Student hunger program follows up on successful semester

Swipe Out Hunger will launch a second pilot run in the spring and will start distributing meal cards to students.

Jinghui Zhou of University Dining Services swipes in a student for dinner at Bailey Hall on Tuesday, Jan. 23.

Jack Rodgers

Jinghui Zhou of University Dining Services swipes in a student for dinner at Bailey Hall on Tuesday, Jan. 23.

Max Chao

After a successful first semester, a University of Minnesota hunger relief program is hoping to carry its momentum into the spring. 

Swipe Out Hunger, a national nonprofit that allows University students to donate up to 10 unused dining hall meal swipes to food-insecure students, concluded a semester of testing and planning. 

Now, plans are being put into place for a second donation drive during spring semester. 

The date and exact length of the drive are being decided, but it is expected to be between one and two weeks long, said junior David Begelman, founder of the Minnesota branch of Swipe Out Hunger. 

The original pilot ran from Nov. 6 through Nov. 17, with volunteers collecting swipes from students in dining halls and through an online form. The meals are now being distributed through five-meal cards to students in need.

During the pilot, 2,570 swipes were donated by 541 students, an equivalent of $23,130. The swipes were turned into 500 meal cards, which were given out on a case-by-case basis.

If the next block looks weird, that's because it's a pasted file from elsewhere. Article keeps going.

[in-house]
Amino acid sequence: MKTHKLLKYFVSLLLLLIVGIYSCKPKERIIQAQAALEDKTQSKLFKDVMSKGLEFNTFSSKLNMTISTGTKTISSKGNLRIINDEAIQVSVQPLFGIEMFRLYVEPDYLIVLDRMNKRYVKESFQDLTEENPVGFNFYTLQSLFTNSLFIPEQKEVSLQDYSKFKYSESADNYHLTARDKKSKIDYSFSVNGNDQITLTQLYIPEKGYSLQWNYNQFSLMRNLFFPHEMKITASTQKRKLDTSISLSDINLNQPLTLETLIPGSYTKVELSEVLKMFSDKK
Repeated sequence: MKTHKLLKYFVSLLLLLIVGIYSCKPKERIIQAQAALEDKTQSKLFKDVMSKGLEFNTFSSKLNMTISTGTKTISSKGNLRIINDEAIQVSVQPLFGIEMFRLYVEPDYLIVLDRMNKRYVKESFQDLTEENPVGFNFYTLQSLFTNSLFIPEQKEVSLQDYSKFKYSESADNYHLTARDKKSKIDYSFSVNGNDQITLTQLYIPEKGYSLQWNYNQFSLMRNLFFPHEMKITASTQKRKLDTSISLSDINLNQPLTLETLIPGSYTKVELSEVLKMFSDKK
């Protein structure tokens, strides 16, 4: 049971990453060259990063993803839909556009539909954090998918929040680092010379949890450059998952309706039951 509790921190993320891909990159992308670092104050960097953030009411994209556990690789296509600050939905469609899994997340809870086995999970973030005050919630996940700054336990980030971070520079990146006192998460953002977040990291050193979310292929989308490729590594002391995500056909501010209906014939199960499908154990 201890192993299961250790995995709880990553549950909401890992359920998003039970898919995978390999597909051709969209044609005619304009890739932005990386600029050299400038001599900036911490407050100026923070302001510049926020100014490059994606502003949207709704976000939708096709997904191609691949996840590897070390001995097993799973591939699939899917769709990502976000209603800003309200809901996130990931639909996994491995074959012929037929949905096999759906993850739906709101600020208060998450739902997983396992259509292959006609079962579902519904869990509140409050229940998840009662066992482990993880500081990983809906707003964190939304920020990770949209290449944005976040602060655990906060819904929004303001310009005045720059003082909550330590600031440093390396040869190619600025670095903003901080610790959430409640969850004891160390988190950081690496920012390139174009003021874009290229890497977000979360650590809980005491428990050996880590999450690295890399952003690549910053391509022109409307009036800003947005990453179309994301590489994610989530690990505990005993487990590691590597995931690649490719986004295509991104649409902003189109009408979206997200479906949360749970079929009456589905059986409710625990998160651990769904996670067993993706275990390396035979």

“I saw a lot of positive responses,” said junior Lauren Ware, who volunteered during the donation drive. “It’s something that they already have that they’re not going [to] use anyway, so I thought that it was awesome to see.”

Rebecca Leighton, food pantry coordinator for Boynton Health, said they were pleasantly surprised by the number of students who donated.

Distribution of meal cards largely began in late December, and are only available through a practitioner referral at Boynton Health. Availability could be expanded in the future, Leighton said.

Currently, only around 10 of the 500 cards have been accessed by students, she said. 

Leighton added that this low usage works to the program’s advantage, giving them a steady balance of supply and demand.

“We’re OK with it going out a little bit slowly. It’s given us time to develop a pretty thorough evaluation that we can give to students who use the meal cards,” she said. 

Boynton expects an increase in usage as students start their regular appointments at the beginning of the semester, she said.

Throughout the semester, Boynton will be sending surveys to meal-card recipients to collect demographic data and track where and when the meal cards are used. This data will be compiled at the end of the semester and analyzed over the summer to decide the future of the program, Leighton said.

“I think we will have a lot clearer understanding of what we want to do going forward after this pilot phase and after we get evaluation data back,” she said.

The date of the spring semester drive is expected to be finalized within the next month, Begelman said. 

“I’m seeing a lot of potential for this program. … I’m really enthusiastic to see where this goes,” he said.